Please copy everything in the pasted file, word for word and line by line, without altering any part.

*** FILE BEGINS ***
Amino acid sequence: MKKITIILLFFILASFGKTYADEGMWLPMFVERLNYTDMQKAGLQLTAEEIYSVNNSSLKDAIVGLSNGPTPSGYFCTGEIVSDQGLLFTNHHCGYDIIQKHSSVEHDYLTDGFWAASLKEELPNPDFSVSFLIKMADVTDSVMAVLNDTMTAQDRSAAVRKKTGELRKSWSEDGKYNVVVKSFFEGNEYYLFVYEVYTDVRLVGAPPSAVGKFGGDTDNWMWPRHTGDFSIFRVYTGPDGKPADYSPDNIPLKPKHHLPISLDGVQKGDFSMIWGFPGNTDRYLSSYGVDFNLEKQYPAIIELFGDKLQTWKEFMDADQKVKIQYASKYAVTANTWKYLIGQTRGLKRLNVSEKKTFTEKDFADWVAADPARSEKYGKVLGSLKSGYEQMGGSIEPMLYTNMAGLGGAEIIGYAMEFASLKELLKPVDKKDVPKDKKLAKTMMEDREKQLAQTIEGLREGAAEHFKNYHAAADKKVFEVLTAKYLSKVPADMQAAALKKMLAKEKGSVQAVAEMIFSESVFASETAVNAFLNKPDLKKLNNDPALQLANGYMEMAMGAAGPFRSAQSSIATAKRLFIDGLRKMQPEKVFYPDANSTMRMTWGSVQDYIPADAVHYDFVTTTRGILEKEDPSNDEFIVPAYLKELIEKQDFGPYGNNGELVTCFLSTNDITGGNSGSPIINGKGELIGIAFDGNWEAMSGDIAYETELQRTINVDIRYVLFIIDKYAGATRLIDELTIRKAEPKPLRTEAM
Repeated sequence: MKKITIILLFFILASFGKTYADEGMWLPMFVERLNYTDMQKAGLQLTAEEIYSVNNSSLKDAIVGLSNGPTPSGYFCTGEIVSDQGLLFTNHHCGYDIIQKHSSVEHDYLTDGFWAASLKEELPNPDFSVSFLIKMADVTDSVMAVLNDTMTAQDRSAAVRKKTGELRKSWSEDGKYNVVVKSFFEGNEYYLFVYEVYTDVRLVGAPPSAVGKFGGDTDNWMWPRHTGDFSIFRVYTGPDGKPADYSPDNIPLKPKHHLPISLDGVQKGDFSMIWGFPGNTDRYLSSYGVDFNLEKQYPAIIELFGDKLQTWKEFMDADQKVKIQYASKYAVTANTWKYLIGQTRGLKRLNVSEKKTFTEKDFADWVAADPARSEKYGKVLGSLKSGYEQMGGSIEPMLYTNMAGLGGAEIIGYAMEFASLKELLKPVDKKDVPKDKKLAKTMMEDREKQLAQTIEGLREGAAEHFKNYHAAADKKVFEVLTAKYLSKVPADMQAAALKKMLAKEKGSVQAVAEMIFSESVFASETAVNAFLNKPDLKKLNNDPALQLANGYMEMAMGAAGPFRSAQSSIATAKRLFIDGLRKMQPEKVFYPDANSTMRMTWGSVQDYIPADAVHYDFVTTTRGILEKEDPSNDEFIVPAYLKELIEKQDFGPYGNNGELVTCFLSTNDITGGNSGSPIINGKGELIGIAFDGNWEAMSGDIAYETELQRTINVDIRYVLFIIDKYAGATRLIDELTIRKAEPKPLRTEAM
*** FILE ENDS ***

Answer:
Amino acid sequence: MKKITIILLFFILASFGKTYADEGMWLPMFVERLNYTDMQKAGLQLTAEEIYSVNNSSLKDAIVGLSNGPTPSGYFCTGEIVSDQGLLFTNHHCGYDIIQKHSSVEHDYLTDGFWAASLKEELPNPDFSVSFLIKMADVTDSVMAVLNDTMTAQDRSAAVRKKTGELRKSWSEDGKYNVVVKSFFEGNEYYLFVYEVYTDVRLVGAPPSAVGKFGGDTDNWMWPRHTGDFSIFRVYTGPDGKPADYSPDNIPLKPKHHLPISLDGVQKGDFSMIWGFPGNTDRYLSSYGVDFNLEKQYPAIIELFGDKLQTWKEFMDADQKVKIQYASKYAVTANTWKYLIGQTRGLKRLNVSEKKTFTEKDFADWVAADPARSEKYGKVLGSLKSGYEQMGGSIEPMLYTNMAGLGGAEIIGYAMEFASLKELLKPVDKKDVPKDKKLAKTMMEDREKQLAQTIEGLREGAAEHFKNYHAAADKKVFEVLTAKYLSKVPADMQAAALKKMLAKEKGSVQAVAEMIFSESVFASETAVNAFLNKPDLKKLNNDPALQLANGYMEMAMGAAGPFRSAQSSIATAKRLFIDGLRKMQPEKVFYPDANSTMRMTWGSVQDYIPADAVHYDFVTTTRGILEKEDPSNDEFIVPAYLKELIEKQDFGPYGNNGELVTCFLSTNDITGGNSGSPIINGKGELIGIAFDGNWEAMSGDIAYETELQRTINVDIRYVLFIIDKYAGATRLIDELTIRKAEPKPLRTEAM
Repeated sequence: MKKITIILLFFILASFGKTYADEGMWLPMFVERLNYTDMQKAGLQLTAEEIYSVNNSSLKDAIVGLSNGPTPSGYFCTGEIVSDQGLLFTNHHCGYDIIQKHSSVEHDYLTDGFWAASLKEELPNPDFSVSFLIKMADVTDSVMAVLNDTMTAQDRSAAVRKKTGELRKSWSEDGKYNVVVKSFFEGNEYYLFVYEVYTDVRLVGAPPSAVGKFGGDTDNWMWPRHTGDFSIFRVYTGPDGKPADYSPDNIPLKPKHHLPISLDGVQKGDFSMIWGFPGNTDRYLSSYGVDFNLEKQYPAIIELFGDKLQTWKEFMDADQKVKIQYASKYAVTANTWKYLIGQTRGLKRLNVSEKKTFTEKDFADWVAADPARSEKYGKVLGSLKSGYEQMGGSIEPMLYTNMAGLGGAEIIGYAMEFASLKELLKPVDKKDVPKDKKLAKTMMEDREKQLAQTIEGLREGAAEHFKNYHAAADKKVFEVLTAKYLSKVPADMQAAALKKMLAKEKGSVQAVAEMIFSESVFASETAVNAFLNKPDLKKLNNDPALQLANGYMEMAMGAAGPFRSAQSSIATAKRLFIDGLRKMQPEKVFYPDANSTMRMTWGSVQDYIPADAVHYDFVTTTRGILEKEDPSNDEFIVPAYLKELIEKQDFGPYGNNGELVTCFLSTNDITGGNSGSPIINGKGELIGIAFDGNWEAMSGDIAYETELQRTINVDIRYVLFIIDKYAGATRLIDELTIRKAEPKPLRTEAM